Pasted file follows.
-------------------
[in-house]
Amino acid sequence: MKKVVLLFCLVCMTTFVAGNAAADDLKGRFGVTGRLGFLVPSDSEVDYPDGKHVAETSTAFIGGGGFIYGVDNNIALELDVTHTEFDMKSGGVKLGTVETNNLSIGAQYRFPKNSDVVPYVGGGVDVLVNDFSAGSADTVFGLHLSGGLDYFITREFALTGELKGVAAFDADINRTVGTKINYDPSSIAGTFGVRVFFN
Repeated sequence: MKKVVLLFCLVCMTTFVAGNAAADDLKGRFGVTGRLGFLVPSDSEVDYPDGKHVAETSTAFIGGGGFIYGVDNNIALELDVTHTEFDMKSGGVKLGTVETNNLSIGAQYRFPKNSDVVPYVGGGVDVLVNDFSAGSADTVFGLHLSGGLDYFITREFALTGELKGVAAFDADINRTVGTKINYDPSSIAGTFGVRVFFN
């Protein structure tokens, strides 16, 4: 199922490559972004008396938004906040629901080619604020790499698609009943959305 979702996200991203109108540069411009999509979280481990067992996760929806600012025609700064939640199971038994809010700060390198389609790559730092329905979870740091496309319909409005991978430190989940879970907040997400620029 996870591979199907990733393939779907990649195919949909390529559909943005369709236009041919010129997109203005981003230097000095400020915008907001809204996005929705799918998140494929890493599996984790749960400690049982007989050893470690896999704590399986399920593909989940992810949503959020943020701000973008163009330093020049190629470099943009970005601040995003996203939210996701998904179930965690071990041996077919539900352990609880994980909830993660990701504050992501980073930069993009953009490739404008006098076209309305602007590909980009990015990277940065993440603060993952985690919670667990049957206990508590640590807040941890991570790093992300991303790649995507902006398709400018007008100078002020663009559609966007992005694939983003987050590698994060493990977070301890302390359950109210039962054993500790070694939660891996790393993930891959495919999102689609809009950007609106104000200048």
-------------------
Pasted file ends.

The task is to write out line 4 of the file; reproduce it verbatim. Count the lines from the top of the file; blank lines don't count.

């Protein structure tokens, strides 16, 4: 199922490559972004008396938004906040629901080619604020790499698609009943959305 979702996200991203109108540069411009999509979280481990067992996760929806600012025609700064939640199971038994809010700060390198389609790559730092329905979870740091496309319909409005991978430190989940879970907040997400620029 996870591979199907990733393939779907990649195919949909390529559909943005369709236009041919010129997109203005981003230097000095400020915008907001809204996005929705799918998140494929890493599996984790749960400690049982007989050893470690896999704590399986399920593909989940992810949503959020943020701000973008163009330093020049190629470099943009970005601040995003996203939210996701998904179930965690071990041996077919539900352990609880994980909830993660990701504050992501980073930069993009953009490739404008006098076209309305602007590909980009990015990277940065993440603060993952985690919670667990049957206990508590640590807040941890991570790093992300991303790649995507902006398709400018007008100078002020663009559609966007992005694939983003987050590698994060493990977070301890302390359950109210039962054993500790070694939660891996790393993930891959495919999102689609809009950007609106104000200048």